The Univeristy of Melbourne The Royal Melbourne Hopspital

A joint venture between The University of Melbourne and The Royal Melbourne Hospital

04 May 2018

Breaking through the ice - science and leadership in Antarctica

Add to my calendar 21/06/2018 12:00 am 21/06/2018 8:32 am Australia/Melbourne Breaking through the ice - science and leadership in Antarctica DD/MM/YYYY

WHEN
21 Jun 2018
12.00 - 1.00pm

Paediatric infectious diseases physician, Dr Sarah Hanieh, will present on her recent expedition to Antarctica, and participation in the Homeward Bound Project, through her presentation Breaking through the ice - science and leadership in Antarctica.

Dr Sarah Hanieh was recently selected to take part in the largest all women expedition to Antarctica (the Homeward Bound Project) a leadership, strategic and science initiative for women in STEMM. The program aims to heighten the influence and impact of women in science on policy and decision making, and included 78 women in science from 15 different countries. This seminar presents key scientific and leadership lessons from a voyage to the end of the world.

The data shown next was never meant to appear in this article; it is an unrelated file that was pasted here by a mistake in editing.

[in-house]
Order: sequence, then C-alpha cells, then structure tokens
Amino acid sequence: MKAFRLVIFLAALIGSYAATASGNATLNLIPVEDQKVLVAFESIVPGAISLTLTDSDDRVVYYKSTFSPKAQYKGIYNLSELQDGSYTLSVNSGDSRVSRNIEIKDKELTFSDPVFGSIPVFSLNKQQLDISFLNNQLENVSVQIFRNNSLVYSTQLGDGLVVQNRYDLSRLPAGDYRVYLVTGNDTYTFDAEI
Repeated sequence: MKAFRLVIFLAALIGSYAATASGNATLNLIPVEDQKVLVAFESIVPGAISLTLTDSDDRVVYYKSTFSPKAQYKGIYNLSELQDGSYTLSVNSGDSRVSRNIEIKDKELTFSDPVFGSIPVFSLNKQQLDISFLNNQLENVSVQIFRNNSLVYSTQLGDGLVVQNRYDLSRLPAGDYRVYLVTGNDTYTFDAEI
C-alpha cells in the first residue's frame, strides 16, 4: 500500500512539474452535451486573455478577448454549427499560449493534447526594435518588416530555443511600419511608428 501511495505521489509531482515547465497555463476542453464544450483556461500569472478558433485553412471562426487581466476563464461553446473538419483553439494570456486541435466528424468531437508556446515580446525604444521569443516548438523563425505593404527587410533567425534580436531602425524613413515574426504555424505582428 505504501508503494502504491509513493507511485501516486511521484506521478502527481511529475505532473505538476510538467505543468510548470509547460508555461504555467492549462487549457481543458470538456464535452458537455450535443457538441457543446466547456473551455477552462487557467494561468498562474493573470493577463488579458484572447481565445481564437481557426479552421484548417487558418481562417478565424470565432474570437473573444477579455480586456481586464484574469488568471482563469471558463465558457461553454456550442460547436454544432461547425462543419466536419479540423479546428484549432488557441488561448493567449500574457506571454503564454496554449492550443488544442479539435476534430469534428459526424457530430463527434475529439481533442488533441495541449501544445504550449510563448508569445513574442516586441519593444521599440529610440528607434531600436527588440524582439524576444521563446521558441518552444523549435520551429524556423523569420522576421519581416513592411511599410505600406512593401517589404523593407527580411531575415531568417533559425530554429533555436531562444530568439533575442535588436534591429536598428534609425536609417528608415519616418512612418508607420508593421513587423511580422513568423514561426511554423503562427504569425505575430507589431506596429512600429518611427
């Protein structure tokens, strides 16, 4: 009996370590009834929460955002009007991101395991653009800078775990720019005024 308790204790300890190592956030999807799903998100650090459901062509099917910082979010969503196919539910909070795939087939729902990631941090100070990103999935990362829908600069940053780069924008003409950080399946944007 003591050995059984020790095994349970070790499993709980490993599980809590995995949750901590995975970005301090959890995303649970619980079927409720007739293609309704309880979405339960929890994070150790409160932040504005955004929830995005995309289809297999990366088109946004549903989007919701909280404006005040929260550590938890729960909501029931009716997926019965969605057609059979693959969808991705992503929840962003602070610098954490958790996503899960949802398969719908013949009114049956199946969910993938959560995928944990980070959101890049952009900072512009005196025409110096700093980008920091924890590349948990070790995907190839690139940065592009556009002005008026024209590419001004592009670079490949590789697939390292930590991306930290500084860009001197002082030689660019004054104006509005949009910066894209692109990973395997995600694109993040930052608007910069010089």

Sarah is a NHMRC Early Career Research Fellow in the International and Immigrant Health Group at the Doherty Institute. Sarah has worked in maternal and child health for over 16 years in a clinical, research and policy capacity with a number of non-governmental, academic and other international institutions including Medecins Sans Frontieres and the World Health Organization. She has previously spent time working in Nepal, Papua New Guinea, Liberia, South America, Ethiopia and Vietnam, as well as in Aboriginal communities in the Northern Territory. Sarah was awarded both the Chancellors Prize and Dean's Award for Excellence in a PhD thesis in 2016 and received a four-year NHMRC Early Career Research Fellowship. Her current research focuses on developing a predictive algorithm to identify infants at high risk of stunting in resource-constrained settings, and investigating the link between the gut microbiome and child undernutrition.